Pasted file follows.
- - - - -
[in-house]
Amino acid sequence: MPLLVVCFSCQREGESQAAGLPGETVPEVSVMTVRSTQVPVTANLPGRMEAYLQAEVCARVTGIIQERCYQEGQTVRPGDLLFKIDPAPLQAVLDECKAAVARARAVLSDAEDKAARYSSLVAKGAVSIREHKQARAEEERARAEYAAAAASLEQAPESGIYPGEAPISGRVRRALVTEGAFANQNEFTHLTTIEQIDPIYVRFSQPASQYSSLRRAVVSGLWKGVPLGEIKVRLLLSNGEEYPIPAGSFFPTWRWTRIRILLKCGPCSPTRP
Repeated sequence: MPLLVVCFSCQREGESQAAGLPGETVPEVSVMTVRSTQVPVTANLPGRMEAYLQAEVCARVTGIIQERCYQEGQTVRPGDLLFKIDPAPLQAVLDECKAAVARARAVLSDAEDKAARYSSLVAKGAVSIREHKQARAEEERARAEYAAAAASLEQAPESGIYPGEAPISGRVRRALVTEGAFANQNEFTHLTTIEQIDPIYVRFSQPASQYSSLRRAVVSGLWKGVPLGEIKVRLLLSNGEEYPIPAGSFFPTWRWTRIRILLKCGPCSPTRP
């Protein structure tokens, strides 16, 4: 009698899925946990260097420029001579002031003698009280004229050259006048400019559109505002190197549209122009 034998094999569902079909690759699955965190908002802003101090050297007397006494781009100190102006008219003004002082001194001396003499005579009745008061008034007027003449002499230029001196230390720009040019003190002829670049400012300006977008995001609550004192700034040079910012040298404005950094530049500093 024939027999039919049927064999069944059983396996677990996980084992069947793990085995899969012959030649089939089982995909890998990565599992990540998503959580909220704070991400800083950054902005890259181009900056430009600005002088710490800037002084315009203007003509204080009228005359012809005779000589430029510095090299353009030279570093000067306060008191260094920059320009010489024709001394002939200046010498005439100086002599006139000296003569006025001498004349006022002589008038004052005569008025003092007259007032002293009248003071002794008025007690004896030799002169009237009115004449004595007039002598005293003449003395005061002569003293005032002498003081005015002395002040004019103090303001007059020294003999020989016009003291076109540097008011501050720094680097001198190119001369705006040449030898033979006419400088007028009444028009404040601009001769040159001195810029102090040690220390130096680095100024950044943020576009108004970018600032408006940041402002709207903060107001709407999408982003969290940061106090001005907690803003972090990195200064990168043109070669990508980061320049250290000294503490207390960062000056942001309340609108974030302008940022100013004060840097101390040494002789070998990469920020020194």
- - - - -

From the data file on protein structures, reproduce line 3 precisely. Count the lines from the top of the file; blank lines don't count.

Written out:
Repeated sequence: MPLLVVCFSCQREGESQAAGLPGETVPEVSVMTVRSTQVPVTANLPGRMEAYLQAEVCARVTGIIQERCYQEGQTVRPGDLLFKIDPAPLQAVLDECKAAVARARAVLSDAEDKAARYSSLVAKGAVSIREHKQARAEEERARAEYAAAAASLEQAPESGIYPGEAPISGRVRRALVTEGAFANQNEFTHLTTIEQIDPIYVRFSQPASQYSSLRRAVVSGLWKGVPLGEIKVRLLLSNGEEYPIPAGSFFPTWRWTRIRILLKCGPCSPTRP